Re: More References in Mass Culture

The Shakespeare Conference: SHK 10.2104  Tuesday, 30 November 1999.

From:           Stuart Hampton-Reeves <This email address is being protected from spambots. You need JavaScript enabled to view it.>
Date:           Monday, 29 Nov 1999 21:29:45 -0000
Subject: 10.2088 More References in Mass Culture
Comment:        Re: SHK 10.2088 More References in Mass Culture

Here's a good one.

An episode of The Simpsons broadcast in the UK had a scene in which
Homer and Lisa go to see Krusty the clown play King Lear. I don't have
any episode details but here is a transcript:

(Krusty as King Lear, sitting on a throne. Servant enters)

Servant: Lord, your daughters Goneril, Regan and Cordelia.

Krusty: What is this, merry old England or petty-coat junction?

(boos from the audience)

Krusty: Hey, lighten up, it's a comedy!

Servant: (whispers in Krusty's ear) No, it's not.

(Krusty groans and buries his head in his hands)


Krusty: (looking through script of King Lear) Whoa, this material
stinks!  I'm going to have to punch it up on the fly. Oh, got one. How
do you make the King leer? Put the queen in a bikini!!

(boos and jeers from the audience)

Krusty: Here's another one! Knock, knock, who's there? Juliet. Juliet
who? Juliet who ate so much pasta, Romeo doesn't want her anymore!

(more boos from the audience)

Krusty: Whoa, tough crowd. They're booing Shakespeare!

(Next day's headlines: KRUSTY: Worse King Lear in 400 years)

Stuart Hampton-Reeves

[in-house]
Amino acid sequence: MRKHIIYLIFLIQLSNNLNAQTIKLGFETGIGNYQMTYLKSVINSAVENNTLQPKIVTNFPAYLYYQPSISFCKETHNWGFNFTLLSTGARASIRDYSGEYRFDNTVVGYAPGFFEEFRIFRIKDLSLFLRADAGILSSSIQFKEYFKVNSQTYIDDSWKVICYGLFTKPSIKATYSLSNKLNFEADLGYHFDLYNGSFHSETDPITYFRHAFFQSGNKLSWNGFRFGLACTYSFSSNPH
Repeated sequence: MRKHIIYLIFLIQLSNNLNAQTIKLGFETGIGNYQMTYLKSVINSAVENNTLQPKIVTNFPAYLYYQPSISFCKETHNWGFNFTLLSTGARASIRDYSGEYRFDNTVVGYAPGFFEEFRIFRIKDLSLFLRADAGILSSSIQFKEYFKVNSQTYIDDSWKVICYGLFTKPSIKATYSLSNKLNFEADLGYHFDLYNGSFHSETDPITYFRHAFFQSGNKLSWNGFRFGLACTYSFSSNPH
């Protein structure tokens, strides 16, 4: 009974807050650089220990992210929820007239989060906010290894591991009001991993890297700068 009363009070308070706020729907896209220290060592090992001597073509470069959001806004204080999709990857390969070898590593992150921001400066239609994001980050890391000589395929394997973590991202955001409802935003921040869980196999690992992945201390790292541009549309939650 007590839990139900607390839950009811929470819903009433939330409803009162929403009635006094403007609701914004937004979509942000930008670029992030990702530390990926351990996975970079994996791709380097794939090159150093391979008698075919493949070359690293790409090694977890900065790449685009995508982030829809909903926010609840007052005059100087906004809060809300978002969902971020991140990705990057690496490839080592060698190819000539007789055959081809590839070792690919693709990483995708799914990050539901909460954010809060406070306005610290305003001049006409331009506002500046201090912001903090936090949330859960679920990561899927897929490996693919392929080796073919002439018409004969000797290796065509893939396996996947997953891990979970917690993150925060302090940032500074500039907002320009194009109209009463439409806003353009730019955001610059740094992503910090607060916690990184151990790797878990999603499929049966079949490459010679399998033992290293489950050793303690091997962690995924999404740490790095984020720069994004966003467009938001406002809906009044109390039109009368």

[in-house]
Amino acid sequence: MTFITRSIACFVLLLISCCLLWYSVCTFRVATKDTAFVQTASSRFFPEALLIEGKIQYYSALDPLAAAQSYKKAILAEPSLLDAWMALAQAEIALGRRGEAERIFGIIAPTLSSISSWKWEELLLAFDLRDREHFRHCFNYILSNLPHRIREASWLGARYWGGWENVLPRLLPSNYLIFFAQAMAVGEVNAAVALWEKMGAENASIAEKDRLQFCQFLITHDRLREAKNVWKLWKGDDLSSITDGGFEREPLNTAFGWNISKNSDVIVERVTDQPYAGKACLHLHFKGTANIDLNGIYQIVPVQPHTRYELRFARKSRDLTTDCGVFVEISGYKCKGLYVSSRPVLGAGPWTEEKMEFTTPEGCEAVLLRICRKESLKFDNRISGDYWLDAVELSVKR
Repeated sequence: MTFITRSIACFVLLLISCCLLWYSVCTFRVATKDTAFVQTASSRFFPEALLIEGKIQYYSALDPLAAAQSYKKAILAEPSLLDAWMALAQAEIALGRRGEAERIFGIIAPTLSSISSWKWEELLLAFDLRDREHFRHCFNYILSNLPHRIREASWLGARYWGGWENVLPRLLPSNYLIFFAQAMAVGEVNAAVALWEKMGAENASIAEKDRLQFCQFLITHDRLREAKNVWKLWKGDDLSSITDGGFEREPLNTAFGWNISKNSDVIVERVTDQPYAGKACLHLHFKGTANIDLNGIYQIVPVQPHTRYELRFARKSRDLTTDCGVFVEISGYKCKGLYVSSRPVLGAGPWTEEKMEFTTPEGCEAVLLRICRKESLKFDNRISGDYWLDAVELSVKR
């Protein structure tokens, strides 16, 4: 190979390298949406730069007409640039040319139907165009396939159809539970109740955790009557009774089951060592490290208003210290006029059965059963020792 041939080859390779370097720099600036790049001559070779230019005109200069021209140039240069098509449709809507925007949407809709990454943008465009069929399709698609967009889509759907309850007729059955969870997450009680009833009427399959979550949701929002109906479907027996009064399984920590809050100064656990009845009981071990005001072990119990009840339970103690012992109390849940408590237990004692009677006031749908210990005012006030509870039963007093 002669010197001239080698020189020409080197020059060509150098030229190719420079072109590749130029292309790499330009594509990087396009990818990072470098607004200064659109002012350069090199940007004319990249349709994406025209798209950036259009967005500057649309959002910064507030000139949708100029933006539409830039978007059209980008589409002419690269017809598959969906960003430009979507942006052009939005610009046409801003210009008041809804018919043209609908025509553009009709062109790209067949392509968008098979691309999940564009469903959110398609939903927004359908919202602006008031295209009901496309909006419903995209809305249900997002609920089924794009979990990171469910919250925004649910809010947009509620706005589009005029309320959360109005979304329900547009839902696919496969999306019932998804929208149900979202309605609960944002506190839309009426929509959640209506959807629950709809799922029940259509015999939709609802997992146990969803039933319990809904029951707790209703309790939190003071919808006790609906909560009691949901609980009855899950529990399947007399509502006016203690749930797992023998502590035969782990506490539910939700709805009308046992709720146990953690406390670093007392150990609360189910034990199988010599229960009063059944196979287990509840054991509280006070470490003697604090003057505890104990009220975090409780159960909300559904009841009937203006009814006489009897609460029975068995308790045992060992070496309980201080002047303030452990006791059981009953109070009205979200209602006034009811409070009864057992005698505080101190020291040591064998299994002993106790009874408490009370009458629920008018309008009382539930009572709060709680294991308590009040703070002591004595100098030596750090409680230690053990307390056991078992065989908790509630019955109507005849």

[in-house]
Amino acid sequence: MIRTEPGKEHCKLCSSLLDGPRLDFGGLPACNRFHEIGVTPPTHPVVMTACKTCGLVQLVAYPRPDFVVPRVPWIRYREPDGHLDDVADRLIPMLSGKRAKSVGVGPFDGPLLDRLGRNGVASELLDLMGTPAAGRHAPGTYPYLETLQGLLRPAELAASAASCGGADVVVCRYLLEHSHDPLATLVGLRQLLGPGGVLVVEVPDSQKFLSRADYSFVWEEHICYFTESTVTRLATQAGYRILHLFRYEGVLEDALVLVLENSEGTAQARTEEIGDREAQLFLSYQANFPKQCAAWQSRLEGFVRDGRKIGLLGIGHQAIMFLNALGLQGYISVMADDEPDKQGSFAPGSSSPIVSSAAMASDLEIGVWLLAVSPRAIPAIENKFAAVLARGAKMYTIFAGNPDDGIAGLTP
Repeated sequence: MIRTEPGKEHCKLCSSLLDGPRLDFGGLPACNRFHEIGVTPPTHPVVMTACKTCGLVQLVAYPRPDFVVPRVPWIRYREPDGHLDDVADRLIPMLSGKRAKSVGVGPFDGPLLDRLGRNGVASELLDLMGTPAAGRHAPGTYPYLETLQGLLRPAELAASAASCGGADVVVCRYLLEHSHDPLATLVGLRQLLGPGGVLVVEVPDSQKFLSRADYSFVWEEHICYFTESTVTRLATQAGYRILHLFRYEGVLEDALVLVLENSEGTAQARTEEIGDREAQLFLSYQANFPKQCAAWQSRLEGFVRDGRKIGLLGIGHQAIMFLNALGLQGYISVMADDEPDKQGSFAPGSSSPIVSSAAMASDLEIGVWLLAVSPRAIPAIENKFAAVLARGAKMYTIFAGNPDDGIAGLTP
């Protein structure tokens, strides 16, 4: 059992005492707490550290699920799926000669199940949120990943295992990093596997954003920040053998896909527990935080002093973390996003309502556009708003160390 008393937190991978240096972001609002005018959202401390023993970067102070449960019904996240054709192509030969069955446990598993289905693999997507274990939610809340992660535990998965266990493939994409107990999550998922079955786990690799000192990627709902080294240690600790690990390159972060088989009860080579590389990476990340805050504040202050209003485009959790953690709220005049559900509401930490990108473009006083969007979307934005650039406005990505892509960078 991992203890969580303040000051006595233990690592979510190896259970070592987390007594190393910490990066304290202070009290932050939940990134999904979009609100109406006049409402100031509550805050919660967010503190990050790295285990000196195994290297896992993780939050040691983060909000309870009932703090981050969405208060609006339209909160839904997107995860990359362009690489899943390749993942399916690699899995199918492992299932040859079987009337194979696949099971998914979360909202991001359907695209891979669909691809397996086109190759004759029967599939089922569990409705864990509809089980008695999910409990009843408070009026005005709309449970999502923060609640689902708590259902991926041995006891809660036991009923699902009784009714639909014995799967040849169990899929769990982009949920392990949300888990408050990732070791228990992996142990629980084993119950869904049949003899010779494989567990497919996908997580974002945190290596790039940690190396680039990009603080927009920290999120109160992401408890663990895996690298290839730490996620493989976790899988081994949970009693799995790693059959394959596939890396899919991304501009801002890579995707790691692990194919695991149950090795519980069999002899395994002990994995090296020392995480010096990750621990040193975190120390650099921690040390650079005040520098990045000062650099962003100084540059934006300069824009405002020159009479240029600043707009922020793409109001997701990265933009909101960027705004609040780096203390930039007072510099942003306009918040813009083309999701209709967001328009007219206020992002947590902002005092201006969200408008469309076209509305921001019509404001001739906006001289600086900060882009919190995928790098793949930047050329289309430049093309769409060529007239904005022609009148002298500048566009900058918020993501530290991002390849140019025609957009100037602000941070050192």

University of Central Lancashire

BBC Shakespeare Series

The Shakespeare Conference: SHK 10.2103  Tuesday, 30 November 1999.

From:           Tanya Gough <This email address is being protected from spambots. You need JavaScript enabled to view it.>
Date:           Monday, 29 Nov 1999 15:35:38 -0500
Subject:        BBC Shakespeare Series

Good news on the BBC Shakespeare front!  We have finally gotten through
to the right people at the BBC, and it looks like there is a Canadian
distributor who has the rights for the BBC Shakespeare series for home
distribution (i.e. cheaper than the $100 most of you are paying now,
which includes public performance rights), but they don't think there is
enough of a demand to merit producing them.  Rest assured that we are
setting them straight about that.  It might take a while longer, but it
looks like we will finally be making some headway early in the new year,
and I will be sure to keep you posted.

Please don't e-mail me with requests just yet.  I will be sure to post
an announcement when we get closer to finalizing this arrangement, and
we will start pre-booking and taking requests at that time.

Poor Yorick - CD & Video Emporium